From this related question/answer, I understand that if a flight is cancelled because the destination city is unfit for travel due to an epidemic, the airline itself should refund the price of the air travel.

My question has to do with travel insurance coverage for separately booked travel arrangements. Say my flight is cancelled, but that I've paid separately for other travel arrangements, will Trip Mate travel insurance honor this as a "trip cancellation", and cover my losses associated with non-refundable travel arrangements?

The only reason I'm using this specific travel insurance company is because the PDF is available and I thought wise people here could use this as an example to say why or why not losses would be covered. And possibly for what verbiage one should look for when selecting travel insurance that would indicate that an insurance product would cover non-airline travel expenses if the airline determined a place was too dangerous to fly into.

Link to PDF: https://www.worldnomads.com/pds?RegulatoryWordingTranslationId=1668

From the PDF:

Hazard means: (snip) c) Any delay due to lost or stolen passports, travel documents or money, Quarantine, hijacking, unannounced Strike, Natural Disaster, civil commotion or riot;

Then, under "Coverage > Trip Cancellation":

  1. Natural Disaster at the site of Your destination that renders Your destination accommodations Uninhabitable. This benefit will not apply if the Natural Disaster has been forecasted or a storm has been named prior to purchase of this Policy.

  2. You or Your Traveling Companion being hijacked, Quarantined, required to serve on a jury, or subpoenaed within ten (10) days of departure; having Your Home made Uninhabitable by Natural Disaster; or burglary of Your Home within ten (10) days of departure.

But I don't think the Natural Disaster definition applies:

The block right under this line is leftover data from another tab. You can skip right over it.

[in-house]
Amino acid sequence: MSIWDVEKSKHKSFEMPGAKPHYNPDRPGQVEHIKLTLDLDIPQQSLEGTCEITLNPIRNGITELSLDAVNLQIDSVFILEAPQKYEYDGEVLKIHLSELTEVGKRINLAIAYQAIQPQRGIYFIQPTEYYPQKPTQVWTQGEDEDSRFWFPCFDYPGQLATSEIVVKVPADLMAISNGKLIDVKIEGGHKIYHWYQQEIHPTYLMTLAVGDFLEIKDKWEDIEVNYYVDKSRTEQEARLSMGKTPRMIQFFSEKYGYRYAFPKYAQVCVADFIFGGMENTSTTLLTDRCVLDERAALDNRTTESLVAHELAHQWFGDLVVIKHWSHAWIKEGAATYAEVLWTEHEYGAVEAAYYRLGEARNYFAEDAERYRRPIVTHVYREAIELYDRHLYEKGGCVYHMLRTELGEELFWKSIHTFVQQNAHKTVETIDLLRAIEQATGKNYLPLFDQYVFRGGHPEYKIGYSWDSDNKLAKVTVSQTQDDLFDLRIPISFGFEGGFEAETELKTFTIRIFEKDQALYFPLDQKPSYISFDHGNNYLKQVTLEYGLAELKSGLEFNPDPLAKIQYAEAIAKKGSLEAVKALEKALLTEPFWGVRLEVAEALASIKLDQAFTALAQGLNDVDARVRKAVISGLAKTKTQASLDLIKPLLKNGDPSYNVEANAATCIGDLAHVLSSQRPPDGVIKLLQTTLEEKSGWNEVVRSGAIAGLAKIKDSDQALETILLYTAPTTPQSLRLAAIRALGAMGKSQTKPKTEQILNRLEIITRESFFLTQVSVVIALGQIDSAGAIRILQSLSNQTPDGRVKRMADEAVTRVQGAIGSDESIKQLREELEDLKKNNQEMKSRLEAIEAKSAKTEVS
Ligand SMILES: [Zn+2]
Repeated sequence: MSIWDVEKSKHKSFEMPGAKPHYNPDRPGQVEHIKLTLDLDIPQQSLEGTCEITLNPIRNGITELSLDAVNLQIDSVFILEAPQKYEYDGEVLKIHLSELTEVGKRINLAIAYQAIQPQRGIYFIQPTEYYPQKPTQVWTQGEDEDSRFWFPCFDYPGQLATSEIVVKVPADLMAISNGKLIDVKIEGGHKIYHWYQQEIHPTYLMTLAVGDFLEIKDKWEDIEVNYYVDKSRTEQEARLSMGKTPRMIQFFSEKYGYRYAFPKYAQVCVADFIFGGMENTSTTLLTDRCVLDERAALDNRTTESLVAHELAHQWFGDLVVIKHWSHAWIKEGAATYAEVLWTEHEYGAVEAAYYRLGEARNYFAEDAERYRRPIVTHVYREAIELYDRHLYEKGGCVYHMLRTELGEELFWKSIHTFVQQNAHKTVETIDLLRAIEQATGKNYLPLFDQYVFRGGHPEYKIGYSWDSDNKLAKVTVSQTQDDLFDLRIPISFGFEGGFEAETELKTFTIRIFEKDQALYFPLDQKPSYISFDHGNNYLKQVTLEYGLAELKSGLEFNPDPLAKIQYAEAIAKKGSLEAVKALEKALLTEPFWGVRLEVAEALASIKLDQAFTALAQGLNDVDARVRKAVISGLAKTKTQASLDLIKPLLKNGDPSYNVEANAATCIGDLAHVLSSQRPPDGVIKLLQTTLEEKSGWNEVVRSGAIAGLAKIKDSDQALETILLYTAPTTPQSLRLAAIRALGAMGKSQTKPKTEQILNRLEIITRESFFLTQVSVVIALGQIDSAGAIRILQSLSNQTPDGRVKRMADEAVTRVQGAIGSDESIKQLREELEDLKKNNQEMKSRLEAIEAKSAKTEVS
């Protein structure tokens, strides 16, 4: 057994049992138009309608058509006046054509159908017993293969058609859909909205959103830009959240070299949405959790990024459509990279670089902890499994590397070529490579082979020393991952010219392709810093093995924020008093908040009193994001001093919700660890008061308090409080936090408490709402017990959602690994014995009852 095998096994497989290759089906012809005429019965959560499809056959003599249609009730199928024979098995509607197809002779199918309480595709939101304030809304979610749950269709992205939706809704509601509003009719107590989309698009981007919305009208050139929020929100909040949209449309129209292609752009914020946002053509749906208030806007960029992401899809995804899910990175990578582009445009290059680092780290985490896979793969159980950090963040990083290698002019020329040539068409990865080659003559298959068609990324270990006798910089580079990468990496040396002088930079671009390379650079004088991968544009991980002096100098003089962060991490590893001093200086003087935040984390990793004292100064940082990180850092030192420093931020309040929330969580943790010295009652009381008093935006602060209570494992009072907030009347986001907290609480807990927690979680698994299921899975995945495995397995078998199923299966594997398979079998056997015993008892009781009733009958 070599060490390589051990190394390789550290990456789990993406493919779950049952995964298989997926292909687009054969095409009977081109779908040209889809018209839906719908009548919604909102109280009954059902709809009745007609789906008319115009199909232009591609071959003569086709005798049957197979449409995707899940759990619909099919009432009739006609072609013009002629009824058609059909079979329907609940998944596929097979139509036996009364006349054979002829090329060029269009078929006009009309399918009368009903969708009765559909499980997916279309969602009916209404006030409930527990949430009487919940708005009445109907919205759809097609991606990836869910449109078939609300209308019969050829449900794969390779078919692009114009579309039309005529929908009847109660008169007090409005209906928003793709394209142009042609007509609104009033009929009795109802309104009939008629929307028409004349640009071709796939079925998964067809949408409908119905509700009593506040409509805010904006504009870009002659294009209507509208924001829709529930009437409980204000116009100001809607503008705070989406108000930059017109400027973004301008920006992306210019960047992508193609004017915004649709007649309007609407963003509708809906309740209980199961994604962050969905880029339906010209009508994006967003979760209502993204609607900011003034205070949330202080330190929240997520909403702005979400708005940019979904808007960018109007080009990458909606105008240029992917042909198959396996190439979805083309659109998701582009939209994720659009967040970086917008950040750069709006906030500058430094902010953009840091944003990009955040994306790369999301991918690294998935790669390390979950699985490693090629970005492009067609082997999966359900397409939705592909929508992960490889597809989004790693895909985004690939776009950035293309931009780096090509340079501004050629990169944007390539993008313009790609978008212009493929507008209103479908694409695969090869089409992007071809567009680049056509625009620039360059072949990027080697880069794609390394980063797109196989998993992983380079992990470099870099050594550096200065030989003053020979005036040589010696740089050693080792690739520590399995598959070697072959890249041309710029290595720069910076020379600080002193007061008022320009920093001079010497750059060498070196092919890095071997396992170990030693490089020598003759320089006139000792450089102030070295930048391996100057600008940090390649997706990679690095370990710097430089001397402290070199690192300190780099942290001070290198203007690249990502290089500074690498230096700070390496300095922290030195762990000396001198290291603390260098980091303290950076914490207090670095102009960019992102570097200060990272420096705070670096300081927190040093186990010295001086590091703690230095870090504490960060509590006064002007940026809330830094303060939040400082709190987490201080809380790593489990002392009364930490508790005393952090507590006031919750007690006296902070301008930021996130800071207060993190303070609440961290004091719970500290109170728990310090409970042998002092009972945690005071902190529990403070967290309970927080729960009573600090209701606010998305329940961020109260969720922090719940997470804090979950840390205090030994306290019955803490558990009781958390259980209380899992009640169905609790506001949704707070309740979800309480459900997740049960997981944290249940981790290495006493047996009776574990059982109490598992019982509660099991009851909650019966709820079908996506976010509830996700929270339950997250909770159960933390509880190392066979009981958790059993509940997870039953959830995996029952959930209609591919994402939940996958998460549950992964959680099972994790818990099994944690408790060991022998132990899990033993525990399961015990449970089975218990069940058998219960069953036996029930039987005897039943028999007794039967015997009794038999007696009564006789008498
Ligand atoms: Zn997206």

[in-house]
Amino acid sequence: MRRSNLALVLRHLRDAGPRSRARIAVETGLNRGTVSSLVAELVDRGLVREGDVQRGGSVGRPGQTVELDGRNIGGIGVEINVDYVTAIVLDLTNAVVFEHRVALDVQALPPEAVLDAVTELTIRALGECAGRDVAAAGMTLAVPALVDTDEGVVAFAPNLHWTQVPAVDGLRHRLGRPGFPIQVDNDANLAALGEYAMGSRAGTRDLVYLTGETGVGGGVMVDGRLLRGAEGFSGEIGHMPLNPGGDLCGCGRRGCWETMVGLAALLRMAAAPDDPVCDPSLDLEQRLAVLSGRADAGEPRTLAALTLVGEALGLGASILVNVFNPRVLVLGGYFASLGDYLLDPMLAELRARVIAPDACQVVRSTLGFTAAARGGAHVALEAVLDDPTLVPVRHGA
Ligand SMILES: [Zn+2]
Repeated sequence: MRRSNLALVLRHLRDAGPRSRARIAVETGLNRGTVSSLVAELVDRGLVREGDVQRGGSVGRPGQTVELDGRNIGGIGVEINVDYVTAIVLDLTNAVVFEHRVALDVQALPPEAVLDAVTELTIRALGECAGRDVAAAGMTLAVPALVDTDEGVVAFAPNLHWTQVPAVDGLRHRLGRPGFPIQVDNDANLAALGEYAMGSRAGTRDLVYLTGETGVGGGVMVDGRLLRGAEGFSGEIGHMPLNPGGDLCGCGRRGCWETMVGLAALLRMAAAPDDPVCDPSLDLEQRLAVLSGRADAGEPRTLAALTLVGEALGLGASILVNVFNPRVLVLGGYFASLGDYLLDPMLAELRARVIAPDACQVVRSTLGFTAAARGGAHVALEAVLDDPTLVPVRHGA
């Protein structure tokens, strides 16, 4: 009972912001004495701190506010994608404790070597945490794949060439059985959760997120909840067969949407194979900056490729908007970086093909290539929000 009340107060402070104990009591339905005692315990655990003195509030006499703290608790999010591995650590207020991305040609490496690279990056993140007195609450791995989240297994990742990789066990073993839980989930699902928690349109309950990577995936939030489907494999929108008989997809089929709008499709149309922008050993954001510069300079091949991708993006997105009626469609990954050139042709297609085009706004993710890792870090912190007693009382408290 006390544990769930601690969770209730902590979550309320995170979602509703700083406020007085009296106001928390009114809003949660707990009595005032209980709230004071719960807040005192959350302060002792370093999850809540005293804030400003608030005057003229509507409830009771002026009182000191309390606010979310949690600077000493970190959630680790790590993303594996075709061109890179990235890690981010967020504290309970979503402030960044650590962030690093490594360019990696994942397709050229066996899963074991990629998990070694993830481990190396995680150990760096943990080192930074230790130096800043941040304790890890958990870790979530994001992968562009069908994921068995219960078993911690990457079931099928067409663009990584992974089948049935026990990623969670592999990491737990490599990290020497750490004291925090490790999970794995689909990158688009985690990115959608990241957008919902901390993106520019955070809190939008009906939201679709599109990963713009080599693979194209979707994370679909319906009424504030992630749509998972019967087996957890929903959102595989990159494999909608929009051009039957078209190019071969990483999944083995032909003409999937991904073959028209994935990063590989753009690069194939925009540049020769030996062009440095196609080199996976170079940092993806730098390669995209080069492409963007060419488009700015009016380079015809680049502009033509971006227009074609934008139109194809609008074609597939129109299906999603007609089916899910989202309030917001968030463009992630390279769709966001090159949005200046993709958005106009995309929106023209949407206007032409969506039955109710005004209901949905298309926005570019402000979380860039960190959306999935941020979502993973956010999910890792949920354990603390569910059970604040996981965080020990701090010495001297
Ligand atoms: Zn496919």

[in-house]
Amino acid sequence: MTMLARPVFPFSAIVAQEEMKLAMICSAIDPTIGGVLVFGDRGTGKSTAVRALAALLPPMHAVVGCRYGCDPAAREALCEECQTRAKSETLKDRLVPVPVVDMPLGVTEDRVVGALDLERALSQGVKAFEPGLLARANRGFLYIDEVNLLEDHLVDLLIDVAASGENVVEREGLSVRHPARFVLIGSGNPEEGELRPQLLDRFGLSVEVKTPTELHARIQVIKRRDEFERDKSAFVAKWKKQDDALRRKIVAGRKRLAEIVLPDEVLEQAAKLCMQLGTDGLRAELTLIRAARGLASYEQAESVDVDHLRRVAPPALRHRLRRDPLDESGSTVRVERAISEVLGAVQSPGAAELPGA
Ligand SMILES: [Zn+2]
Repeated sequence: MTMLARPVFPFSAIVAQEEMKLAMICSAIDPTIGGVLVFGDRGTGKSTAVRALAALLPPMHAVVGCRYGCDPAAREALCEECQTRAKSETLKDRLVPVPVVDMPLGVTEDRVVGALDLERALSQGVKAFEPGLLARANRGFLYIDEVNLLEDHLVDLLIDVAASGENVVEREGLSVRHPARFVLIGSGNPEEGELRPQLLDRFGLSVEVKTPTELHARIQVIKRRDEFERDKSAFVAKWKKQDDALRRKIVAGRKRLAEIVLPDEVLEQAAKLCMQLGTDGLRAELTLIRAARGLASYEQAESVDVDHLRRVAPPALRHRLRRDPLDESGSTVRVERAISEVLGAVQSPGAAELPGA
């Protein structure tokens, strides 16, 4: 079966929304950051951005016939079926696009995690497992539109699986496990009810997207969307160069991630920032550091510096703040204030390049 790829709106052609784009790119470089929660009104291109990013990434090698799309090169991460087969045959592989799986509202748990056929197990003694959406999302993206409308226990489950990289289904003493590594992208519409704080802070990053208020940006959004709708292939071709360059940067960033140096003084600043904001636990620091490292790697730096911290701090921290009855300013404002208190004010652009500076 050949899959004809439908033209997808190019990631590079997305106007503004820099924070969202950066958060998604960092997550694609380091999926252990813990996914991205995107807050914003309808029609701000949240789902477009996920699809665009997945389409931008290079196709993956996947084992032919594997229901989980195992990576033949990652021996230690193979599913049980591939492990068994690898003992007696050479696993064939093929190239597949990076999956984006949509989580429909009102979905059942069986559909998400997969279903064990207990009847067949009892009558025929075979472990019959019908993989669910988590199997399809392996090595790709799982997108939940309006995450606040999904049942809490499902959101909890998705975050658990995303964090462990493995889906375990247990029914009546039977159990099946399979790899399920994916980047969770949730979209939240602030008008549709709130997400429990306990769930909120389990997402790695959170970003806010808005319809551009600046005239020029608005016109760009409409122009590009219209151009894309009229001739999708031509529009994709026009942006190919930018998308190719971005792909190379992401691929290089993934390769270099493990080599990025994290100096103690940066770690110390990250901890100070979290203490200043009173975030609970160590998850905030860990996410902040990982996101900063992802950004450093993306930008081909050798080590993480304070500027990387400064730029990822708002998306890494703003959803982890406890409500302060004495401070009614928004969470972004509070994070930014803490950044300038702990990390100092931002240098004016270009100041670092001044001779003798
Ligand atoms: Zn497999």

Natural Disaster means earthquake, flood, fire, hurricane, blizzard, avalanche, tornado, tsunami, volcanic eruption, or landslide that is due to natural causes and includes an event that is directly due to naturally occurring wildfire, earthquake, windborne dust or sand, volcanic eruption, tsunami, snow, rain or wind, that results in widespread and severe damage such that either the government of the country where the Natural Disaster occurs issues an official disaster declaration or the U.S. Government issues advice to leave the country where the Natural Disaster occurs.

  • I agree that the use case you ask about would not be covered by this policy text. As to what to look for...different text. Feb 10, 2020 at 20:14
  • My travel insurance expressly includes "des épidémies" in the covered hazards. My parents' covers when the Canadian government issues official advisory against all travels or all non-essential travels in an area. It includes but does not define natural disaster.
    – xngtng
    Feb 11, 2020 at 16:48
  • 2
    A lot of insurance companies are now either not selling new policies, or restricting them so that cancellations due to Corona virus are excluded. So you might already be too late! Mar 14, 2020 at 8:14

1 Answer 1


One option would be to get a Cancel for Any Reason (CFAR) policy. Then you can (as the name suggests) cancel for any reason.

Drawbacks are the expense of the policy, restrictions on when you can purchase the policy in relation to paying for your trip (i.e. if you already paid for your trip, it's probably too late to buy a CFAR policy now), and the policy won't cover 100% of your costs, 50% - 75% is typical.

  • CFAR policies are prohibitively expensive and a really bad deal unless you have a an extremely specific situation. Very high likelihood that you will NOT be going, but if you actually need to go it's extremely important.
    – Hilmar
    Feb 13, 2020 at 12:46
  • 1
    I mentioned the cost of the policy and low coverage amount (50-75%) in my answer. I considered a CFAR policy for an upcoming trip and it would have returned more than half my money if I canceled the trip even after taking into account the cost of the policy. So if you think there's a good chance you're going to cancel, the CFAR policy can be a good deal, but it all depends on your personal circumstances.
    – Johnny
    Feb 13, 2020 at 16:24

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